On September 22, 2011, Admiral Mike Mullen, then-chairman of the U.S. Joint Chiefs of Staff, made his last official appearance before the Senate Armed Services Committee. In his speech, he bluntly criticized Pakistan, telling the committee that “extremist organizations serving as proxies for the government of Pakistan are attacking Afghan troops and civilians as well as U.S. soldiers.” The Haqqani network, he said, “is, in many ways, a strategic arm of Pakistan’s Inter-Services Intelligence Agency [ISI].” In 2011 alone, Mullen continued, the network had been responsible for a June attack on the Intercontinental Hotel in Kabul, a September truck-bomb attack in Wardak province that wounded seventy-seven U.S. soldiers, and a September attack on the U.S. embassy in Kabul.
These observations did not, however, lead Mullen to the obvious conclusion: Pakistan should be treated as a hostile power. And within days, military officials began walking back his remarks, claiming that Mullen had meant to say only that Islamabad gives broad support to the Haqqani network, not that it gives specific direction. Meanwhile, unnamed U.S. government officials asserted that he had overstated the case. Mullen’s testimony, for all the attention it received, did not signify a new U.S. strategy toward Pakistan.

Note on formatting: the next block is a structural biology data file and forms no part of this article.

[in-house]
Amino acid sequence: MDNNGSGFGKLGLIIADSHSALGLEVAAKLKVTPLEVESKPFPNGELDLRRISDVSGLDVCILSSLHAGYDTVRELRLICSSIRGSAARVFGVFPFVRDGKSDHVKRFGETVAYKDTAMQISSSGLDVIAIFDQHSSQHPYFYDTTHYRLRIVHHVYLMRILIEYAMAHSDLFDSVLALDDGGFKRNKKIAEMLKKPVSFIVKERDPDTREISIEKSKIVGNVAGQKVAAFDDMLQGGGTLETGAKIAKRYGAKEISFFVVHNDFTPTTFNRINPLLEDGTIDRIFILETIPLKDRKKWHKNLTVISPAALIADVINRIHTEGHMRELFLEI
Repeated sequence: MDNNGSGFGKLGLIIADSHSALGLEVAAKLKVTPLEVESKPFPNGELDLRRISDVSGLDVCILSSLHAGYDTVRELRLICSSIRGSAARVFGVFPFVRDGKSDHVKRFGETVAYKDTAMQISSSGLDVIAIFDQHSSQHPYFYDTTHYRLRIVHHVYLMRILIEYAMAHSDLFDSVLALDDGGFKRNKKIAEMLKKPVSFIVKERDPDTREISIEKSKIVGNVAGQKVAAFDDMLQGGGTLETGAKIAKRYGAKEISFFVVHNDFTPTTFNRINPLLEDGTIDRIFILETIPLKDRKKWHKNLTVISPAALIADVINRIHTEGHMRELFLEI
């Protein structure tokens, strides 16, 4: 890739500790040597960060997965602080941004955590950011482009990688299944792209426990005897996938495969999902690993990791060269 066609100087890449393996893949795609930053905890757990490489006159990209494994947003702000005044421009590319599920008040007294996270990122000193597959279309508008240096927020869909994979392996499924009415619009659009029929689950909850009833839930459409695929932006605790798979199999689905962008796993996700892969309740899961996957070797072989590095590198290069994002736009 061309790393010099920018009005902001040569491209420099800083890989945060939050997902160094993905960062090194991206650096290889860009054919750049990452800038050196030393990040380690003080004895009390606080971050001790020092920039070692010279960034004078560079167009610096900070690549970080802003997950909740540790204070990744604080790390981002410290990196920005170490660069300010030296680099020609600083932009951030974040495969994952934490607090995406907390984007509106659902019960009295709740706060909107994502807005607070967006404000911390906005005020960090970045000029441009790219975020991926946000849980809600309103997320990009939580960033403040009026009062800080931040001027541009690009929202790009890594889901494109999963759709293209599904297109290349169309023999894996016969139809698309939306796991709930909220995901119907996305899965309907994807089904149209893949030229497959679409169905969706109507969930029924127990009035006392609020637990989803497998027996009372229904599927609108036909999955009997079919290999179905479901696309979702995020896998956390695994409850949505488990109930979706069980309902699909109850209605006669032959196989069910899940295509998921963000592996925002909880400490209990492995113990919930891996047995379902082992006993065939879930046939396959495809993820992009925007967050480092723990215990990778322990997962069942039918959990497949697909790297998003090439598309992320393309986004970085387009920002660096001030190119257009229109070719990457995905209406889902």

Yet such a shift is badly needed. For decades, the United States has sought to buy Pakistani cooperation with aid: $20 billion worth since 9/11 alone. This money has been matched with plenty of praise from U.S. leaders, who have also spent an outsized amount of face time with their Pakistani counterparts. As secretary of state, Hillary Clinton has made four trips to Pakistan, compared with two to India and three to Japan. Mullen made more than twenty visits to Pakistan.